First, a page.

Former Streetsblog writer Payton Chung, who blogs at West North, followed up with this observation:

Selling off these parking lots, at today’s historically high market valuations, would raise $230 million for the federal government. That could pay for two entire years of the federal government’s bike/ped program!

All right, now it’s up to you to tell us which one deserves to advance to the next round. Come back tomorrow and every weekday for the rest of March to get your daily fix of parking crater face-offs.

Which parking crater is the worst?

  • Washington, D.C. (81%, 310 Votes)
  • Burlington, Vermont (19%, 74 Votes)

Total Voters: 384

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  • Brad Aaron

    I ultimately voted for DC but Burlington really came to play.

  • war_on_hugs

    DC’s is bad mostly because of the imagery – Congressional staff parking for free in a prime location while the rest of the city is starved for viable real estate. But at least the rest of the downtown/core is fairly free of such parking craters.

  • qrt145

    I already find parts of DC hard to walk in due to the monumental buildings and spaces (which are nice, but really spread things apart!) and so much government use which kills much of the city during non-office hours, so I figured a chunk of empty space doesn’t change things _that_ much. Therefore I feel sadder for Burlington, which got my vote.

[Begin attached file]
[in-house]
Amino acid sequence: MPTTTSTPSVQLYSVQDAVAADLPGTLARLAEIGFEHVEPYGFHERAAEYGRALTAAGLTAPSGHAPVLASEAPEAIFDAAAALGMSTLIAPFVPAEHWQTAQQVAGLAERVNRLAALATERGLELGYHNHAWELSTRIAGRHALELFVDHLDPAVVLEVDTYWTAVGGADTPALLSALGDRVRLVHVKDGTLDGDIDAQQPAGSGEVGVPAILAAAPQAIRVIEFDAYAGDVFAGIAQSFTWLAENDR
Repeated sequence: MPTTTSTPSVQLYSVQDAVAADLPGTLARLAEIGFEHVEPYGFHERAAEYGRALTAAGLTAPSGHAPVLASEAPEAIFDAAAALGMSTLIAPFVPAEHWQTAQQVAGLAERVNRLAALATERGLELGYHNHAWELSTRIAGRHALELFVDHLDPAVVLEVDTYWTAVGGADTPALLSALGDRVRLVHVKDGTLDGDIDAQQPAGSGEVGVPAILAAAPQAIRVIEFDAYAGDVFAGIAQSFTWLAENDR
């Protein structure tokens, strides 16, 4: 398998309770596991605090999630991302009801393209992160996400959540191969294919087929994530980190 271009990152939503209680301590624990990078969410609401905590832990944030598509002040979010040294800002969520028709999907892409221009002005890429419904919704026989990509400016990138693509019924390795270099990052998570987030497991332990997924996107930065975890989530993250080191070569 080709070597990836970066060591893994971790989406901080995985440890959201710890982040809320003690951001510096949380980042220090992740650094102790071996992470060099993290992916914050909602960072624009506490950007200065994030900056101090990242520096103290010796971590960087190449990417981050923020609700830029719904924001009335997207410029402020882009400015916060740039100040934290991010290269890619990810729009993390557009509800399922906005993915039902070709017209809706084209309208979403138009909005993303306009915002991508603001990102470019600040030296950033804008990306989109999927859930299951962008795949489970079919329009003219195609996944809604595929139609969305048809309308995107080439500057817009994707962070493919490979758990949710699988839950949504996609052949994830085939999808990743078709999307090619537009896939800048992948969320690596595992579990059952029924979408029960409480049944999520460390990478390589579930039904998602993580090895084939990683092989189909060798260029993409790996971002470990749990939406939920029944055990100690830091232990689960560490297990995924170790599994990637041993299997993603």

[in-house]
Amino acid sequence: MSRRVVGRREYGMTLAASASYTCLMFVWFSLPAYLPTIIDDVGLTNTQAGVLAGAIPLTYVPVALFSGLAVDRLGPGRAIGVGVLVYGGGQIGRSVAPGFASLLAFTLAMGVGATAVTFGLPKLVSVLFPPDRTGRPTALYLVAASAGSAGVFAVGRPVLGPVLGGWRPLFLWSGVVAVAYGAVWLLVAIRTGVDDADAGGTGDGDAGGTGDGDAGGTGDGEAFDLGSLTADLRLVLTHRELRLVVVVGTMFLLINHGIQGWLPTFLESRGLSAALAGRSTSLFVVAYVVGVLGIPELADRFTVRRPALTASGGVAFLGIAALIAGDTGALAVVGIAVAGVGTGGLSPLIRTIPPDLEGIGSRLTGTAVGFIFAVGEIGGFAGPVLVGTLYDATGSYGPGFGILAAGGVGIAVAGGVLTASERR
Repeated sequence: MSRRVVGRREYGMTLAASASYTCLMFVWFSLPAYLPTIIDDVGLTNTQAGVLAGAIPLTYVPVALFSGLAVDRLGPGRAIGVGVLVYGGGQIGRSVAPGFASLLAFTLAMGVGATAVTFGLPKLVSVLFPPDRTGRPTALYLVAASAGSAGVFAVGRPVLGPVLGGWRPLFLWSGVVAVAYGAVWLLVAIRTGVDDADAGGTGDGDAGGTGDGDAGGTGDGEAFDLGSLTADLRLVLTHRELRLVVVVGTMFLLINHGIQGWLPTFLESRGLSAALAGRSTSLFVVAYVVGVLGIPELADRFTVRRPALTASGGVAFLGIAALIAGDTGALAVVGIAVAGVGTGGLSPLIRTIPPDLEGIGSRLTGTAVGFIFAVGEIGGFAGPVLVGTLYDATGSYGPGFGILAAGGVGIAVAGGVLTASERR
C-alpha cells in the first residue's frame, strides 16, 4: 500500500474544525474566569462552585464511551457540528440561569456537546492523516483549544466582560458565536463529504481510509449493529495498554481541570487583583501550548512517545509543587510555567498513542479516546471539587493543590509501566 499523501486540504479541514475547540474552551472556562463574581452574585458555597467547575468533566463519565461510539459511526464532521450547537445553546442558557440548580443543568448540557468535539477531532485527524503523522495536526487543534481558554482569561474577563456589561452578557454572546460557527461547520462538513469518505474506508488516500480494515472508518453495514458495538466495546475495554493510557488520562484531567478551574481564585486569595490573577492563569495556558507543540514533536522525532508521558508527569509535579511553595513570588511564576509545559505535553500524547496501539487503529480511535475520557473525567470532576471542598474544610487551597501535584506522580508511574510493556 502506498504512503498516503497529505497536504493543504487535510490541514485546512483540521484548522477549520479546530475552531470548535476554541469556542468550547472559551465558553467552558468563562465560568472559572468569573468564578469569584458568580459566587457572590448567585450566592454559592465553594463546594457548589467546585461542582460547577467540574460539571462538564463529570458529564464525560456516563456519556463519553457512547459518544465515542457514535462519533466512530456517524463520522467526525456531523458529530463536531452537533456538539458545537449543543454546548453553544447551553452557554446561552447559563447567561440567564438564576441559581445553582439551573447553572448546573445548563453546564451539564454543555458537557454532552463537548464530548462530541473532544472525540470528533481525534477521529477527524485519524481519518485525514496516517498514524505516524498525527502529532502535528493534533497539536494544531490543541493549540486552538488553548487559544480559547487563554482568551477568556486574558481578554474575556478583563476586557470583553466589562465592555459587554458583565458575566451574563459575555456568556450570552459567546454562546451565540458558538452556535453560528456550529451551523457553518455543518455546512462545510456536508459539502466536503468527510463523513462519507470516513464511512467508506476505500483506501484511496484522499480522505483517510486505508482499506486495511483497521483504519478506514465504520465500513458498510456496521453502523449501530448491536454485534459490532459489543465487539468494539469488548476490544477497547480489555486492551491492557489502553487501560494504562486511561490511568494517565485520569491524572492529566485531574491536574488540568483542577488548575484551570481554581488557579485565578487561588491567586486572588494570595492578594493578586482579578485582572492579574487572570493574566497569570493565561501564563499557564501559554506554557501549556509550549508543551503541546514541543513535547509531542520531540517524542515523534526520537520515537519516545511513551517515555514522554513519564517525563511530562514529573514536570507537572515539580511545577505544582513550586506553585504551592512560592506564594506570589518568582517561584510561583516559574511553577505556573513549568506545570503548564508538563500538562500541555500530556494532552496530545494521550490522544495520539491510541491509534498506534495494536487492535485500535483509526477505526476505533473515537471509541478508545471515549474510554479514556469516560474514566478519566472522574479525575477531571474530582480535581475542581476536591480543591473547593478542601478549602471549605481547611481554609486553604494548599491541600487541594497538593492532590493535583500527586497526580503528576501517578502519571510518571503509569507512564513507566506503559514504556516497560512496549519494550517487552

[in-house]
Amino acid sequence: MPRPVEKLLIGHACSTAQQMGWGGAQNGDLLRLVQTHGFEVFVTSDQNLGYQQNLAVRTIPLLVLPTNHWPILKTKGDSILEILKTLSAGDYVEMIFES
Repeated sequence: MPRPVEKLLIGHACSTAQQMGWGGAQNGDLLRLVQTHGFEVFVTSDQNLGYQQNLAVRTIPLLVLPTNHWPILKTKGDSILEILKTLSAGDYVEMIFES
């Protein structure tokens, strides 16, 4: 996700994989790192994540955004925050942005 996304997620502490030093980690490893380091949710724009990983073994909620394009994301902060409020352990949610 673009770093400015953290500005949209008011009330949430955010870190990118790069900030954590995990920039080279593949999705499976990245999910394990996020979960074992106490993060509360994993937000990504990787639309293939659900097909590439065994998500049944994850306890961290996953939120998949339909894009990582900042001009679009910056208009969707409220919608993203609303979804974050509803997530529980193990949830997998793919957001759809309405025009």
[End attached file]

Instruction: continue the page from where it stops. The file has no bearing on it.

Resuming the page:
• J

    In terms of being a source of local, national & international embarrassment and an incredible waste of land, DC’s parking crater wins hands down. It’s truly heinous, occupying extraordinarily valuable land in what should be the heart of the city. Real estate developers are so starved for land to develop in the area that they are in the process of paying to deck over a freeway to create more land to develop.
    http://www.capitolcrossingdc.com/

    There are also plans to deck over the railroad track just north of the same station to also create more land to develop.
    http://www.washingtonpost.com/sf/business/2014/09/12/reimagining-union-station-2/

    Meanwhile there are zero plans to develop these craters because they are controlled by congress. Go figure.

  • RobMF

    I am amazed they chose north of the capitol to focus on here, when the worst has been south: http://i.imgur.com/PGNWOJ5.jpg

    All of those outlined areas are parking lots. Even those two that look like parks? Think again: http://greatergreaterwashington.org/post/23019/dcs-most-useless-park-is-a-parking-lot-in-disguise/

    DC has gotten a lot better regarding parking lots, especially in ares like shaw/logan/noma over the past 30 years. But its shameful that there are still trouble areas like this.

  • RobMF

    I’ve also not indicated the massive amount of permanent parallel and diagonal parking, which greatly increases the amount of space